Model Boat Mayhem

The Shipyard ( Dry Dock ): Builds & Questions => Working vessels R&D: => Topic started by: Bryan Young on October 08, 2012, 03:45:25 pm

Title: The re-birth of s/s "Hunan".
Post by: Bryan Young on October 08, 2012, 03:45:25 pm
The re-birth of s/s “Hunan”.
Hunan was built in 1932 for the China Steam Navigation Company (otherwise known as “Swires”) by Scotts of Greenock.   She was one of many roughly similar vessels operating around this time. I’ve often wondered if they were just pricier versions of the then ubiquitous “West Hartlepool Tramp”. But they were all of the 3 island design. At a length of around 310ft she was an ideal candidate for building at 1:48 scale.
As a cadet trotting around the various creeks and harbours of the entire Far East I was very used to seeing these ships. But when I eventually got hold of a set of Builders Drawings (coutesy of Glasgow Archives) I was fascinated by the anti-piracy measures taken. But I’ll get to all that in the fullness of time.
“Swires” (Better named “Butterfield and Swires”) were (are) one half of a fiercely competitive couple of outfits. The other being “Jardine Mathieson”.
The origins of these 2 companies was pretty well described in a book by the author of Tai Pan. Can’t recall his name. Good book though.

So. Here we go again.
Just a preliminary foray into what may lie ahead of me.
I decided to have a good gander at the interior first. Oops…something wrong here. It took me a few minutes to realise that the deck fastenings are missing. I had used 2 captive nuts, one for’d and one aft to fasten the deck/superstructure on to the hull. The fastening bolt heads were disguised under the 2 capstans. These had been removed and the 2 capstans have been epoxied in place. My first real hint that I’m dealing with the work of an ignorant idiot.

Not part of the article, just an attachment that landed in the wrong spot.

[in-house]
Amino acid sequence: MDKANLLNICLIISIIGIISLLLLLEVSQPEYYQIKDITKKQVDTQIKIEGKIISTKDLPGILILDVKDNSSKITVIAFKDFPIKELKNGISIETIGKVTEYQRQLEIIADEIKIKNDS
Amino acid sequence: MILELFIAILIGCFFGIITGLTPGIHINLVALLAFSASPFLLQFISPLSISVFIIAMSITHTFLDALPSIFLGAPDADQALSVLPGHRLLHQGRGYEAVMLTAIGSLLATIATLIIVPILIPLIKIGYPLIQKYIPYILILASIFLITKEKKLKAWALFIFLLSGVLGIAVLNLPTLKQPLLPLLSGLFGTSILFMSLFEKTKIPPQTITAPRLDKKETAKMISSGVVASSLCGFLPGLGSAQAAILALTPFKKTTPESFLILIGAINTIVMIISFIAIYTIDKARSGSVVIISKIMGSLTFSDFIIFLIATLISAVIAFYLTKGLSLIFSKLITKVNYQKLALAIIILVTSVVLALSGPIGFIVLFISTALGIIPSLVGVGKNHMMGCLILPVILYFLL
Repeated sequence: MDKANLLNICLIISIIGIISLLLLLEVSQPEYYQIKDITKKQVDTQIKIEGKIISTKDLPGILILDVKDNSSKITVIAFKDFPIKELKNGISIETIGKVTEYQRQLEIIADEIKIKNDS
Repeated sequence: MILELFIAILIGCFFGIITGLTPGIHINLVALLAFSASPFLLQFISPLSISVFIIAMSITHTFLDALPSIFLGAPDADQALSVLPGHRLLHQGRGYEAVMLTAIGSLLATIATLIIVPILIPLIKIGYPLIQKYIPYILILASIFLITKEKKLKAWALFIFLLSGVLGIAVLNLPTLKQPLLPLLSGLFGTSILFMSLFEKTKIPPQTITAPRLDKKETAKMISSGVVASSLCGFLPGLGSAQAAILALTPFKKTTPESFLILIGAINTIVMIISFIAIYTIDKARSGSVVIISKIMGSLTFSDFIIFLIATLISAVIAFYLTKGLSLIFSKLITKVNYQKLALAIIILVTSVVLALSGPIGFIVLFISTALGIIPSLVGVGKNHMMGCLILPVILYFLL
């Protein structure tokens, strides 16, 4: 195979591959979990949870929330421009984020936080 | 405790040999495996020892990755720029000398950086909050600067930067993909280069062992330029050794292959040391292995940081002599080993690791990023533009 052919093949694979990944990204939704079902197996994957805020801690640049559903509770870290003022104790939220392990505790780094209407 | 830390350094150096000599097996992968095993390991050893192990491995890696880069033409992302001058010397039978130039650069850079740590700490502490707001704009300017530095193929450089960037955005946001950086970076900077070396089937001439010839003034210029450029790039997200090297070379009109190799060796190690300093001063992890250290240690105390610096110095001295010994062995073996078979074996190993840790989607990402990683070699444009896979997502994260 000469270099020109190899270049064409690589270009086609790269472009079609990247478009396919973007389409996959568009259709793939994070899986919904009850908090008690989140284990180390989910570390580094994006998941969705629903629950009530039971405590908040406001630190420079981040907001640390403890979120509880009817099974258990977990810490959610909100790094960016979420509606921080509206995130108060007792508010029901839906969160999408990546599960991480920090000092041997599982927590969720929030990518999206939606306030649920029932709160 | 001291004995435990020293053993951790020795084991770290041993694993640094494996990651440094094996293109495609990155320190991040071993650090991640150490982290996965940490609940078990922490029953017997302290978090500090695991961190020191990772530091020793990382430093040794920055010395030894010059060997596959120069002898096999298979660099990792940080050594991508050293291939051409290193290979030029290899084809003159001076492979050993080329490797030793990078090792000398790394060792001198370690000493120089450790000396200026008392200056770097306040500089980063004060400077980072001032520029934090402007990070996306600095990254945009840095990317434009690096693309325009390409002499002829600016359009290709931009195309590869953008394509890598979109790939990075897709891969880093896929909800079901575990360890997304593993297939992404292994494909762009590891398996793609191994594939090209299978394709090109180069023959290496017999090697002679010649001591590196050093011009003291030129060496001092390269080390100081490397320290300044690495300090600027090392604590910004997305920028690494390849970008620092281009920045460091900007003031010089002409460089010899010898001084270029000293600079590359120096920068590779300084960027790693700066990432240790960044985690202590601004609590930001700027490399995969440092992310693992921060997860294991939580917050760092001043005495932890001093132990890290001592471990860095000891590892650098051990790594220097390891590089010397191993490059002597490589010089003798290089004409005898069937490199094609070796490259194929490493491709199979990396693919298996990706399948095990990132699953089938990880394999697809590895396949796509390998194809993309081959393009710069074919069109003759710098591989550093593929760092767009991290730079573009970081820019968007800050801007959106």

However, when I lifted the deck for a good eyeballing I was quite surprised that nothing had been removed, changed or otherwise fiddled with. Unfortunately, I can’t remember now how I wired the whole thing up.
The starboard speed controller is for the main engine, and the port one is for the variable speed bow-thrust unit. More on that in a minute. The unit at the bottom left of pic 1 is a servo operating a micro-switch for the ships whistle. But I can’t remember what some of the switches are for. I also sussed out that the 2 switches in the middle are the main power switches and have the aerial socket just ahead of them. I’ll change that and run the aerial round the inside of the hull. The 2 units at the top of pic 1 have me a little flummoxed. I think one of them is a voltage reducer (for the whistle) and the larger one is a now antique sound unit…but I’m not sure. The forward box is the size of a “Walkman”, but I can’t recall fitting a tape recorder! I’ll have to remove it to find out. That blue thing at the bottom right looks suspiciously like the top of a battery. God knows what that’s for! And there’s fuse and empty sockets all over the place. I must have had something in mind back in the mid 1990’s when I built this part.
     On to pic 2.
The centre “block” with the 2 main power switches on it is raised quite high in the hull so the switches and aerial socket are easily accessible by simply lifting of part of  No. 2 cargo hatch. More accessibility is gained be removing the entire hatch.